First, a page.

The investigation into what caused a FedEx freight truck to cross a median and slam into a charter bus in Northern California, killing 10 people, is shifting to Los Angeles.
On the itinerary for investigators: meeting with Silverado Stages, the company that owned and operated the bus involved in the collision, and interviewing student survivors of the accident, mainly in the Los Angeles area.
Investigators continue to examine the scene of the crash, which occurred at about 5:30 p.m. Thursday on the Interstate 5 in Orland. Despite some witness accounts, Mark Rosekind, a member of the National Transportation Safety Board, said investigators found no physical evidence that the FedEx truck was on fire before the collision.
The bus was carrying 48 people, including 44 Southern California high school students who were on their way to Humboldt State University for an orientation program. In all, five students were killed, three adult chaperons and the drivers of the two vehicles.
All of the dead, except for the two drivers, have been accounted for and identified by family members.
On Sunday, Rosekind said looking at “fatigue, distraction and other human performance issues” is a priority. The FedEx driver was based in Sacramento and had taken a load of freight to a town just south of the Oregon border earlier on the day of the crash. The driver picked up two semitrailers — one partly loaded, the other empty — and was returning to Sacramento when the accident occurred.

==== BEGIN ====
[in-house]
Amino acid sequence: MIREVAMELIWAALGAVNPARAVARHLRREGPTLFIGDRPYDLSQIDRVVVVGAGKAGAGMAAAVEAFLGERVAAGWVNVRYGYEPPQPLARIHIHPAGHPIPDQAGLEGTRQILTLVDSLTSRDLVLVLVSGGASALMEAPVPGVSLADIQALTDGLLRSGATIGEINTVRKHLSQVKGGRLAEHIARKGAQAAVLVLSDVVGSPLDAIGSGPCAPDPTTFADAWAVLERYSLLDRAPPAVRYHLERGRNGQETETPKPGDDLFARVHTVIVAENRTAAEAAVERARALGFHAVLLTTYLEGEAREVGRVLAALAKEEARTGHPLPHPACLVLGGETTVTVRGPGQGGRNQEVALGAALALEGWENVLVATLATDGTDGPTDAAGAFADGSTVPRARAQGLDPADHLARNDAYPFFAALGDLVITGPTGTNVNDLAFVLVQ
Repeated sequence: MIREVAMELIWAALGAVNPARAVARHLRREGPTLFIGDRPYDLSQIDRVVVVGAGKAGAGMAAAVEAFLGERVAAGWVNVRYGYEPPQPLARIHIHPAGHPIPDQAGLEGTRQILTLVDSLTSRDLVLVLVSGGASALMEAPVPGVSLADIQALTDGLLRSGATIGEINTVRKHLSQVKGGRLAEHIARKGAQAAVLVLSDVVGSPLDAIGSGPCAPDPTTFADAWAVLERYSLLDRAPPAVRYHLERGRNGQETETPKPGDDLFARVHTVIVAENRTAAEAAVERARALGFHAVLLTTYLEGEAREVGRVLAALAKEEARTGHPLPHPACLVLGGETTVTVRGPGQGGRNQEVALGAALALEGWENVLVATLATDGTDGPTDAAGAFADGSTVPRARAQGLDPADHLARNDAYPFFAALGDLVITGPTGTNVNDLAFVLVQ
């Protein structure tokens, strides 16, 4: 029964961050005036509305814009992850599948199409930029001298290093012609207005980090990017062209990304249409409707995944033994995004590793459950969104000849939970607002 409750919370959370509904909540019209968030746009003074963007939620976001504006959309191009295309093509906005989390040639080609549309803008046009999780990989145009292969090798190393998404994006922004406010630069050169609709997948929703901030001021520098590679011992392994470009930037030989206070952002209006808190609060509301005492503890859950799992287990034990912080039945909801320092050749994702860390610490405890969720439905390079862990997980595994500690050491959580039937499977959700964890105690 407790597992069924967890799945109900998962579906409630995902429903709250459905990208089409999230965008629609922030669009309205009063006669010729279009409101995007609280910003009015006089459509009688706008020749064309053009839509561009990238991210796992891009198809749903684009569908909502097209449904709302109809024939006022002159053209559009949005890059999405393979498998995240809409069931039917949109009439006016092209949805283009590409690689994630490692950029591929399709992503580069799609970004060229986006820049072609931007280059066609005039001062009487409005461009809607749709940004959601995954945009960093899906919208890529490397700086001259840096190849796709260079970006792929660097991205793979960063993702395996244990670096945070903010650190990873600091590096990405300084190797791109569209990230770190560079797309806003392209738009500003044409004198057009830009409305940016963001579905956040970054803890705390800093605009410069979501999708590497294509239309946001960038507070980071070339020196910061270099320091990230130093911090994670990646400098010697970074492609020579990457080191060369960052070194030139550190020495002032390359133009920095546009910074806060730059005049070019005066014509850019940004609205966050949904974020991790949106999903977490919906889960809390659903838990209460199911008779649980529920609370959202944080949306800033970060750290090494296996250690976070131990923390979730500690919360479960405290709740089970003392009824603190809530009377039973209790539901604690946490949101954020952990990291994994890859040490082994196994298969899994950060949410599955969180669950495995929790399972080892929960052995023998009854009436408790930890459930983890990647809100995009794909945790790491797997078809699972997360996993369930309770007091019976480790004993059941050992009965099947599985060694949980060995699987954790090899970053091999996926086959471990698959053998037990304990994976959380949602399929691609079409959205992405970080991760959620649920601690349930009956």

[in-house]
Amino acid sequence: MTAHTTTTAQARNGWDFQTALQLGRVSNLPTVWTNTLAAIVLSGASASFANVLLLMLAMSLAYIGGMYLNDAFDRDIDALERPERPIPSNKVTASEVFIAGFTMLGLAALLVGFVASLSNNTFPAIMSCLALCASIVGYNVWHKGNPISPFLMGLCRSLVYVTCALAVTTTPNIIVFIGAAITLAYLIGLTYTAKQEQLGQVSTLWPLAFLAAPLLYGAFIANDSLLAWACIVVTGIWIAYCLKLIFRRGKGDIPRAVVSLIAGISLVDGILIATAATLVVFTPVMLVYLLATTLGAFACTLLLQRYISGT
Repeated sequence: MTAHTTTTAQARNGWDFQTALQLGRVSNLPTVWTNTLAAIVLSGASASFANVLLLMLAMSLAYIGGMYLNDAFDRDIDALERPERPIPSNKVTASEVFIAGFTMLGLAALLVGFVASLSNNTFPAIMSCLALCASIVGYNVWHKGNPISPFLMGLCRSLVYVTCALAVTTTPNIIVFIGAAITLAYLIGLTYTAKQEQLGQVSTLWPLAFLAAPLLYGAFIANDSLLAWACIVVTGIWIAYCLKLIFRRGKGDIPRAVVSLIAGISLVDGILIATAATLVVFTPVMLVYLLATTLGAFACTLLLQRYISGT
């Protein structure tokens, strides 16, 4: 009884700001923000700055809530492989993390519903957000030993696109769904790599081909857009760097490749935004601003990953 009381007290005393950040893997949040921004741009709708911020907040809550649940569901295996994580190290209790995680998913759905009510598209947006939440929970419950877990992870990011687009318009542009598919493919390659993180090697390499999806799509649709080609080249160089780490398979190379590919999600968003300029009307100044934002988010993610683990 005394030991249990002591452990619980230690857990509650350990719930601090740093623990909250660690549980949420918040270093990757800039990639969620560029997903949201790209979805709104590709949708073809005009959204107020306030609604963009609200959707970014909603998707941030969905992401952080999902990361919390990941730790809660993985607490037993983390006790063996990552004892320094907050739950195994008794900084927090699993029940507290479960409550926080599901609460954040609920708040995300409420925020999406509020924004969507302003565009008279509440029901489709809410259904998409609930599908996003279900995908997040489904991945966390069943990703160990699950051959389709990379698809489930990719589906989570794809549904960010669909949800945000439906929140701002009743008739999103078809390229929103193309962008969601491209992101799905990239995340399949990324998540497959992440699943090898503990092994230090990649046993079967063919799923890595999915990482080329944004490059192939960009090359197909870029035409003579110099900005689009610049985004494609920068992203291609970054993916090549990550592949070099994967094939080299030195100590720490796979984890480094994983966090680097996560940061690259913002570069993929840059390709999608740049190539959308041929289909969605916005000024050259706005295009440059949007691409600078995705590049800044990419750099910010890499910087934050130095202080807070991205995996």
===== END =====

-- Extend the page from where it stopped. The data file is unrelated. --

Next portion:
Rosekind said that the truck left no skid marks, on either the roadway or the median, as it veered into oncoming traffic. In contrast, more than 145 feet of tire marks indicated that the bus driver tried to stop and swerve to the right.
"That driver was clearly reacting to a situation with braking and a driving maneuver," he said.
Rosekind cautioned that it remained too early to tell what prompted the FedEx driver to leave the southbound lanes. The investigator said blood samples had been obtained from the drivers. The samples will be used to test for alcohol, drugs or medication.
It could take months for the board to issue its final report on the accident, Rosekind said. A preliminary report will be released in 30 days.
Meanwhile, authorities over the weekend said five autopsies remain. Attempts to obtain dental records of the victims "is being accelerated as much as is humanly possible," according to Larry Jones, who serves as the sheriff and coroner in Glenn County.
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